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Ripley Is Back, But What About The Fashion? – The Gloss Magazine



To be fair, Fanning’s Marge had a lot to live up to. Paltrow’s iteration of the character has become almost a blueprint for Riviera dressing, referenced frequently in the fashion world. More recently, it has a new verve with the TikTok generation through trends such as #tomatogirlsummer and the vogue for highly aesthetic films where the Italian summer is a character in and of itself, such as Luca Guadagnino’s Call Me By Your NameAnn Roth and Gary Jones, the costume designers in the 1999 film brought Marge to life in joyful floral skirts, crisp white shirts, tortoise-shell hair bands, preppy knits and leopard print coats, replete with matching hats, made to delight. She was sweet, wholesome and had an air of good breeding: although she is a tad bohemian she is polished, even when wearing pyjamas while perched at her typewriter. This season, the look is replicated on the catwalks by designers like Hermès, Casablanca and Chanel. Equally, in her smaller but perfectly-formed role, Cate Blanchett’s Meredith Logue embraced high octane dressing for an evening at the opera, all pearl necklaces and decadent gowns.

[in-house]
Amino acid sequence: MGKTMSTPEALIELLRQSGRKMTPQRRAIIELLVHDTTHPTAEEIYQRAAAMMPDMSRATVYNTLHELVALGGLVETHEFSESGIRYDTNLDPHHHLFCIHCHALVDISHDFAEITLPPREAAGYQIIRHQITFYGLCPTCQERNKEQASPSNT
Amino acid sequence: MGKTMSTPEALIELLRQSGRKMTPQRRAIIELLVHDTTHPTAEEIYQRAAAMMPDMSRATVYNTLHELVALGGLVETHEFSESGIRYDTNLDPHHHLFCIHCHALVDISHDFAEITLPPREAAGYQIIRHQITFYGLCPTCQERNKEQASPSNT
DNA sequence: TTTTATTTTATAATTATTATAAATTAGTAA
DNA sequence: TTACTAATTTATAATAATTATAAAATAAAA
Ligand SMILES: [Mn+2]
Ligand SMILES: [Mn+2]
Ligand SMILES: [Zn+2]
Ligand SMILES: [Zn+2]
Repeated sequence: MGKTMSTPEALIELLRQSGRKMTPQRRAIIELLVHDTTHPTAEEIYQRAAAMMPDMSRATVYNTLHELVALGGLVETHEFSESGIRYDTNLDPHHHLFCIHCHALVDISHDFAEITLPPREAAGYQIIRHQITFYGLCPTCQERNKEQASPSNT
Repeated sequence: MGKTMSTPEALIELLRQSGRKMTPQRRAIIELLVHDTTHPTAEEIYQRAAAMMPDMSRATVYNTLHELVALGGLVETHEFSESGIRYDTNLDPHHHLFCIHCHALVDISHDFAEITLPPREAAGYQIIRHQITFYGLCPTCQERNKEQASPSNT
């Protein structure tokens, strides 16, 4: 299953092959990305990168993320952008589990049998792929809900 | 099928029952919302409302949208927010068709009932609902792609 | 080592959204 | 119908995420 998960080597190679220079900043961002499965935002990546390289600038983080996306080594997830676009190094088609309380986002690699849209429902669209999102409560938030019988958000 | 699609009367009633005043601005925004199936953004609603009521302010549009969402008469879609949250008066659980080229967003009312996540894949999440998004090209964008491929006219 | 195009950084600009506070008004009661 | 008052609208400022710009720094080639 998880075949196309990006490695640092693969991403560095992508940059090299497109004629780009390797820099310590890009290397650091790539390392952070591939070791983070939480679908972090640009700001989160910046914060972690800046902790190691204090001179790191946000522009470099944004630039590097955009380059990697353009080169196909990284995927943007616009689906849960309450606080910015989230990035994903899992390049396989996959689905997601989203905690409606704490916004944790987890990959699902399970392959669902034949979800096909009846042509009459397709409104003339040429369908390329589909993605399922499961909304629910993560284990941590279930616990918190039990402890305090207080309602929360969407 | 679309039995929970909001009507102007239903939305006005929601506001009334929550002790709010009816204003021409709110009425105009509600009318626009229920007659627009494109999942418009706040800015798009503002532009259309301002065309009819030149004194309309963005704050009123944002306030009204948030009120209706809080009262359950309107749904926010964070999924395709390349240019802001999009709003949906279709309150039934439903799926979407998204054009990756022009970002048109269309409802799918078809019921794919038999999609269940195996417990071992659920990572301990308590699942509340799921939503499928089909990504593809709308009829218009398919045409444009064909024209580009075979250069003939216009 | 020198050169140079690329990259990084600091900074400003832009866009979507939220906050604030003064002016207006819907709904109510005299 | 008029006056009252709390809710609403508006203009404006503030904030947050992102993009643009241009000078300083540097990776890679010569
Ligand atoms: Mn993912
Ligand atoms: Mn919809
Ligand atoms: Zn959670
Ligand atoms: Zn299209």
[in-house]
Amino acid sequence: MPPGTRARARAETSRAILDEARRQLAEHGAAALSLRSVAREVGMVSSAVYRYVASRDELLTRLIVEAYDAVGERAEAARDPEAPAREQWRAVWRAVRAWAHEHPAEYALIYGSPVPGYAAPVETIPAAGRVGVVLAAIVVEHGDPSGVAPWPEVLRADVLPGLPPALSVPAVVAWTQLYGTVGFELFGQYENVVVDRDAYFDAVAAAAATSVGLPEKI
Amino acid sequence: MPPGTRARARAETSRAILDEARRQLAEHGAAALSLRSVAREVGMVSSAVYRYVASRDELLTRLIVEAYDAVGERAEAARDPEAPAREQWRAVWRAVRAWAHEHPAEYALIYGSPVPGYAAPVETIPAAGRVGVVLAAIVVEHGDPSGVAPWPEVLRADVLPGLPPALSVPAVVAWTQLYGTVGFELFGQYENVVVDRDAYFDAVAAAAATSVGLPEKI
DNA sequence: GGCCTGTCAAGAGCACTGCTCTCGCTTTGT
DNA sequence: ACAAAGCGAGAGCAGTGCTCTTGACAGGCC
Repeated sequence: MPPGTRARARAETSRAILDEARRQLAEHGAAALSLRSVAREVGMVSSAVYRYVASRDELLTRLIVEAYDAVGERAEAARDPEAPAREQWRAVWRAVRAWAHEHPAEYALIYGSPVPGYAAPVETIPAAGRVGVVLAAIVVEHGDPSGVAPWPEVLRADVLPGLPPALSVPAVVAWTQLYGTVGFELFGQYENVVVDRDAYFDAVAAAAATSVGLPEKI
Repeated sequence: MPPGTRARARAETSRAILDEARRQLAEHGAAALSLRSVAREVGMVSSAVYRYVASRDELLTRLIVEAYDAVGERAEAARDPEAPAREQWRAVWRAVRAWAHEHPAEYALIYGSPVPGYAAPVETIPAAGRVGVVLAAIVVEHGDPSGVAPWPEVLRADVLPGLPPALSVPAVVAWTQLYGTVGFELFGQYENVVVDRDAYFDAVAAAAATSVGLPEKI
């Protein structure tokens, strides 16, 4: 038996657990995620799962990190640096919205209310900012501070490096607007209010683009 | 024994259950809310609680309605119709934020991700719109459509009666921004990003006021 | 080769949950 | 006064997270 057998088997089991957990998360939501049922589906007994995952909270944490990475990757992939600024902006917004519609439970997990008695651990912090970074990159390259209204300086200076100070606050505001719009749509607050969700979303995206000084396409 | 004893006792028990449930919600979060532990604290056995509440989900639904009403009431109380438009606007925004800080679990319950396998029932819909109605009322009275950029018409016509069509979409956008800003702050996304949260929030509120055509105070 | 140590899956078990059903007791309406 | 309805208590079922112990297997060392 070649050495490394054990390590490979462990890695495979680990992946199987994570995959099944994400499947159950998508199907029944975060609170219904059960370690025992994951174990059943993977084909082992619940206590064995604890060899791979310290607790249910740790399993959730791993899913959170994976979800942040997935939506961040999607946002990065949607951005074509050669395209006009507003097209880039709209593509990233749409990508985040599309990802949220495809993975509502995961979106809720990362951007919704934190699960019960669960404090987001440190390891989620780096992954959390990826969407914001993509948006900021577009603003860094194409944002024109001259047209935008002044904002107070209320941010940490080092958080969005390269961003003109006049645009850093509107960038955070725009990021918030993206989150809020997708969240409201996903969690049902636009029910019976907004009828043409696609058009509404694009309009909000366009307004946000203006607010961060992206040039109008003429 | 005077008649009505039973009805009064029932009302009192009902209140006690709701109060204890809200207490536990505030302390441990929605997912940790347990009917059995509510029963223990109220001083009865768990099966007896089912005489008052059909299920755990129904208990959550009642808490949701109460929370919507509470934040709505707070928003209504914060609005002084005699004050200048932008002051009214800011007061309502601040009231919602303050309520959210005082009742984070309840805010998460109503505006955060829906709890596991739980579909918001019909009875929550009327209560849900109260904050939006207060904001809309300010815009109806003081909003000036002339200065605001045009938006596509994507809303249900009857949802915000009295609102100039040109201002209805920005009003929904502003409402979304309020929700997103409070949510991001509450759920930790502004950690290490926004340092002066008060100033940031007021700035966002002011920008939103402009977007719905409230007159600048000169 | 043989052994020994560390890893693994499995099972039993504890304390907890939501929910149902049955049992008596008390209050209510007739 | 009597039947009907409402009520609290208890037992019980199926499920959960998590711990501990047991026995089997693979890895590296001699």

Meanwhile, in Ripley, the style, much like the storyline – as the tale of murder, deceit and intrigue reaches its peak – picks up as the episodes progress and we see Fanning in tweed coats and sharp boat necks in black to signify the end of summer and her character’s awakening to the truth and (spoiler alert) the ill fate of her boyfriend Dickie. Overall, however, it fails to capture the charm, or the pulse, of its predecessor. Whether the subdued fashion is a sign of the times we live in (an algorithm-inspired glorification of pared-back luxury) or simply a missed opportunity, remains a mystery.

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